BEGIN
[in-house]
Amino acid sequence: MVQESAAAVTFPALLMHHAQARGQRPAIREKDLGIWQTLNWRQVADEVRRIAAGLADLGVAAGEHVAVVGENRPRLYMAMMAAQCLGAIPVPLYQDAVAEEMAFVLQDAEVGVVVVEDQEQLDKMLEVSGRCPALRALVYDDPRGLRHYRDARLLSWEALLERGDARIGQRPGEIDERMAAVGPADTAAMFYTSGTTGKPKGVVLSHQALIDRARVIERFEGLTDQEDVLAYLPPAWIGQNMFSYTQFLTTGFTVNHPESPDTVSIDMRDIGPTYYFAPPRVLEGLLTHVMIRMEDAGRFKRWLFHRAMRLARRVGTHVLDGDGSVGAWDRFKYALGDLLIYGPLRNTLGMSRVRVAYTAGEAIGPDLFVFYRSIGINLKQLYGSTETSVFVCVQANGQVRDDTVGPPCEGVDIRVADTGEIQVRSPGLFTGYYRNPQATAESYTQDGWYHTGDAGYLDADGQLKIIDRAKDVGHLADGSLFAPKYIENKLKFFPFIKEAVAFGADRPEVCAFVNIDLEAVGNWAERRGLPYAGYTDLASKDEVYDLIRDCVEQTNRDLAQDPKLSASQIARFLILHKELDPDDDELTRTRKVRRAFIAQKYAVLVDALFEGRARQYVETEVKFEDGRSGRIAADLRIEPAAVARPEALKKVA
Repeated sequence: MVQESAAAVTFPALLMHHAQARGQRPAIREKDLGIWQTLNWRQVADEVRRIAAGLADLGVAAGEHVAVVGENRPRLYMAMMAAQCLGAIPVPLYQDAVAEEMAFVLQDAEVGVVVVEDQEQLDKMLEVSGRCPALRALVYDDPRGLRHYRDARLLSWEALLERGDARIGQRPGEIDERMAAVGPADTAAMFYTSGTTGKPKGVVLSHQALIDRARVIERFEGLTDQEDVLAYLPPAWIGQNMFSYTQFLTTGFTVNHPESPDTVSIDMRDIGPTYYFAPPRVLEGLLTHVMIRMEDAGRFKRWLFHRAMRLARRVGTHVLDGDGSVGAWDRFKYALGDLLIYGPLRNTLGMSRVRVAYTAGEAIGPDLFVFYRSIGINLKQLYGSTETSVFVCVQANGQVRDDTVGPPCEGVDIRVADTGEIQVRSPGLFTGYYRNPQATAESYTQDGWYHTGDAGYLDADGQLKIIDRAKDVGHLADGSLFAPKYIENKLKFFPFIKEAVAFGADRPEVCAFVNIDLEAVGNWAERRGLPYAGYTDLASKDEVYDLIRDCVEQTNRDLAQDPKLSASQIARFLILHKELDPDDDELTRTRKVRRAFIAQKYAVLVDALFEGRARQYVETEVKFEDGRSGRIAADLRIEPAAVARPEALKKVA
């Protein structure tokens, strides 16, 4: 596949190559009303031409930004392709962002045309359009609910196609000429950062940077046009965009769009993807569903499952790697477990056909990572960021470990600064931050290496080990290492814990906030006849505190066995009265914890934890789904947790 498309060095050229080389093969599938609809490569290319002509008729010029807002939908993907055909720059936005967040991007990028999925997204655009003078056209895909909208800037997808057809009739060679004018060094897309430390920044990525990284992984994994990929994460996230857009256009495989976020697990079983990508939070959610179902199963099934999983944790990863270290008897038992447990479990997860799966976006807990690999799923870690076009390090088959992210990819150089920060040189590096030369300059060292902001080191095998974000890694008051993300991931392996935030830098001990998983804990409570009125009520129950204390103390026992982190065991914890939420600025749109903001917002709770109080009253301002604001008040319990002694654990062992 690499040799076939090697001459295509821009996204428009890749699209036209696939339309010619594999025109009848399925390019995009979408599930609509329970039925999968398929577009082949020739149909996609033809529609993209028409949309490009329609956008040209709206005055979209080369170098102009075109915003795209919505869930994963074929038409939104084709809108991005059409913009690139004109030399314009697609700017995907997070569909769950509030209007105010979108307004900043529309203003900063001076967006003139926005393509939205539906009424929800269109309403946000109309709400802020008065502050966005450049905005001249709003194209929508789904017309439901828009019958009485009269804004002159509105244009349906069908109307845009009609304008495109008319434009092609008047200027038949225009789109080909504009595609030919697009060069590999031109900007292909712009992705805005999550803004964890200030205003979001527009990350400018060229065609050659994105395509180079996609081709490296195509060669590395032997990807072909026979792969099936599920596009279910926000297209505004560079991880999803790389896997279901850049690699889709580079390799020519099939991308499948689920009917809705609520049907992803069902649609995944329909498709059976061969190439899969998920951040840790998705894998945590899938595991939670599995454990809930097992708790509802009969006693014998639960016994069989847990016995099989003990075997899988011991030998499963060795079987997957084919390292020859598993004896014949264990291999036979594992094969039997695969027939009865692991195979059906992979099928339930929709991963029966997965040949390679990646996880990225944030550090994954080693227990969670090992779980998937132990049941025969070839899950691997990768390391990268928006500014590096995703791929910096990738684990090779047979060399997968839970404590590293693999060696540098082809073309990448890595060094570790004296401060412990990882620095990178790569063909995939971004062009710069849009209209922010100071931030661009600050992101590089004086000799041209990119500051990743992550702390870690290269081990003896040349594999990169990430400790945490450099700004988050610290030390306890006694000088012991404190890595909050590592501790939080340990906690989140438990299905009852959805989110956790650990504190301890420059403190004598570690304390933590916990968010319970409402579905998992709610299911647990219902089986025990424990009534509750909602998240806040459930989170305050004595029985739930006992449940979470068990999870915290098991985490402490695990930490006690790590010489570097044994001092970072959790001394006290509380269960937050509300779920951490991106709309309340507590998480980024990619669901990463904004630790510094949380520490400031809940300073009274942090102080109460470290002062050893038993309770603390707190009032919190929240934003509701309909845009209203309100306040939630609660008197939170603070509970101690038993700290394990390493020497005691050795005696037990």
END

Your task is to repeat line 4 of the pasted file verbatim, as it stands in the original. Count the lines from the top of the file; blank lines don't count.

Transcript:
């Protein structure tokens, strides 16, 4: 596949190559009303031409930004392709962002045309359009609910196609000429950062940077046009965009769009993807569903499952790697477990056909990572960021470990600064931050290496080990290492814990906030006849505190066995009265914890934890789904947790 498309060095050229080389093969599938609809490569290319002509008729010029807002939908993907055909720059936005967040991007990028999925997204655009003078056209895909909208800037997808057809009739060679004018060094897309430390920044990525990284992984994994990929994460996230857009256009495989976020697990079983990508939070959610179902199963099934999983944790990863270290008897038992447990479990997860799966976006807990690999799923870690076009390090088959992210990819150089920060040189590096030369300059060292902001080191095998974000890694008051993300991931392996935030830098001990998983804990409570009125009520129950204390103390026992982190065991914890939420600025749109903001917002709770109080009253301002604001008040319990002694654990062992 690499040799076939090697001459295509821009996204428009890749699209036209696939339309010619594999025109009848399925390019995009979408599930609509329970039925999968398929577009082949020739149909996609033809529609993209028409949309490009329609956008040209709206005055979209080369170098102009075109915003795209919505869930994963074929038409939104084709809108991005059409913009690139004109030399314009697609700017995907997070569909769950509030209007105010979108307004900043529309203003900063001076967006003139926005393509939205539906009424929800269109309403946000109309709400802020008065502050966005450049905005001249709003194209929508789904017309439901828009019958009485009269804004002159509105244009349906069908109307845009009609304008495109008319434009092609008047200027038949225009789109080909504009595609030919697009060069590999031109900007292909712009992705805005999550803004964890200030205003979001527009990350400018060229065609050659994105395509180079996609081709490296195509060669590395032997990807072909026979792969099936599920596009279910926000297209505004560079991880999803790389896997279901850049690699889709580079390799020519099939991308499948689920009917809705609520049907992803069902649609995944329909498709059976061969190439899969998920951040840790998705894998945590899938595991939670599995454990809930097992708790509802009969006693014998639960016994069989847990016995099989003990075997899988011991030998499963060795079987997957084919390292020859598993004896014949264990291999036979594992094969039997695969027939009865692991195979059906992979099928339930929709991963029966997965040949390679990646996880990225944030550090994954080693227990969670090992779980998937132990049941025969070839899950691997990768390391990268928006500014590096995703791929910096990738684990090779047979060399997968839970404590590293693999060696540098082809073309990448890595060094570790004296401060412990990882620095990178790569063909995939971004062009710069849009209209922010100071931030661009600050992101590089004086000799041209990119500051990743992550702390870690290269081990003896040349594999990169990430400790945490450099700004988050610290030390306890006694000088012991404190890595909050590592501790939080340990906690989140438990299905009852959805989110956790650990504190301890420059403190004598570690304390933590916990968010319970409402579905998992709610299911647990219902089986025990424990009534509750909602998240806040459930989170305050004595029985739930006992449940979470068990999870915290098991985490402490695990930490006690790590010489570097044994001092970072959790001394006290509380269960937050509300779920951490991106709309309340507590998480980024990619669901990463904004630790510094949380520490400031809940300073009274942090102080109460470290002062050893038993309770603390707190009032919190929240934003509701309909845009209203309100306040939630609660008197939170603070509970101690038993700290394990390493020497005691050795005696037990």